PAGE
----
OHIO BECOMES A “CONSTITUTIONAL CARRY” STATE
On March 14, 2022, Governor DeWine signed Senate Bill 215, which became effective as of June 13, 2022. This bill removed the requirement for an individual to apply for and obtain a concealed handgun license (commonly referred to as a “concealed carry permit” or “concealed carry license”) before carrying a concealed firearm in Ohio. In doing so, Governor DeWine made Ohio the 23rd state to allow citizens to carry concealed firearms without a permit or license.
Under Ohio’s new law, any adult 21 years of age or older and not otherwise prohibited from possessing a firearm, may now carry a concealed firearm without first receiving training as was required under the previous permit laws. Ohioans may still opt to complete firearm training – and are recommended to do so – and may also still apply for a concealed carry permit which may be honored in other states. (An individual should always check with the state in question as to whether they recognize other states’ issued permits and licenses.)
Certain restrictions remain in place. Concealed carry of a firearm that is a “dangerous ordnance” or is otherwise prohibited by any state or federal law remains forbidden. In addition, individuals are still prohibited from carrying firearms into certain places, such as police stations, school safety zones, or courthouses. This list is not exhaustive – handgun owners should always review whether concealed firearms are permitted before entering a building.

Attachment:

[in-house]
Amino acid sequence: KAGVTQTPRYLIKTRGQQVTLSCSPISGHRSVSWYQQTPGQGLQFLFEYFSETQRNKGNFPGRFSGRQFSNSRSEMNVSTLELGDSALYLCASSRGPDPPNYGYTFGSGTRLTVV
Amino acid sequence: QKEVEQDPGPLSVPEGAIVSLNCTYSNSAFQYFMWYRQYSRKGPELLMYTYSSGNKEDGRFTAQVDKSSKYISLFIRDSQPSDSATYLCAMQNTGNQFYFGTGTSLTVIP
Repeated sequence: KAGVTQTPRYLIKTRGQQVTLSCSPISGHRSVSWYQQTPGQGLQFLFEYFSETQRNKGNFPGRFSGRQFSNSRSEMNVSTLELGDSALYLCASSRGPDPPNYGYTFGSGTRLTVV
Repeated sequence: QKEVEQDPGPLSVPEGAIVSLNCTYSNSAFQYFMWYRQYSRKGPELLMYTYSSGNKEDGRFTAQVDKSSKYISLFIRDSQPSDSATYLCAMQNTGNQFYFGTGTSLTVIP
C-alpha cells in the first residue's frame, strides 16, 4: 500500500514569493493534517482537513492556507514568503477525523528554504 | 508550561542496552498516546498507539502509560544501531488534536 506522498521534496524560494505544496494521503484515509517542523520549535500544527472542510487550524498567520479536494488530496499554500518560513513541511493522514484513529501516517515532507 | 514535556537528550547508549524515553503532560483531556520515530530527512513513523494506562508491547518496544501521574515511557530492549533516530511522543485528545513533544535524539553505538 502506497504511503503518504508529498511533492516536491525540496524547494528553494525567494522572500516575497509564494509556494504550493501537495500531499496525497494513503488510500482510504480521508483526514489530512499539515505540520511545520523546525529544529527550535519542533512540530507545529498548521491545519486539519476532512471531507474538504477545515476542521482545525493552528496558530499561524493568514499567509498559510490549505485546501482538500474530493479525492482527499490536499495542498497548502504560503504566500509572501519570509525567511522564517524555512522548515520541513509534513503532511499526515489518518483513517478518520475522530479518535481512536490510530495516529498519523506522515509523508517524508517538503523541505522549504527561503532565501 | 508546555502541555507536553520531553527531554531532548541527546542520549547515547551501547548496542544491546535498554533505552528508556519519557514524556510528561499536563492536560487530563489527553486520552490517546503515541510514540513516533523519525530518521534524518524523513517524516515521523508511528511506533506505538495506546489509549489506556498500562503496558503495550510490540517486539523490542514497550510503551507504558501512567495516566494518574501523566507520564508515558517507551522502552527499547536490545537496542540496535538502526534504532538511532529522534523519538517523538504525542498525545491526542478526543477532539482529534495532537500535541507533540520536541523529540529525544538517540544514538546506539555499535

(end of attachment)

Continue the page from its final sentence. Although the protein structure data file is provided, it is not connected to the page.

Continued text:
The new law also modifies the transport of concealed firearms in a vehicle and the duty to notify law enforcement of a concealed firearm in the vehicle. Previously, a person was required to notify law enforcement immediately of such guns when pulled over by law enforcement. Under the new law, an individual with a concealed firearm in a vehicle only needs to disclose that information after being asked by law enforcement.
In response to this new law, several municipalities are considering legislation that would require mandatory forfeiture of a firearm when a person is convicted of a local weapons ordinance (these forfeiture provisions were expressly reserved to political subdivisions when the Ohio Legislature enacted Revised Code Chapter 2981 in 2007).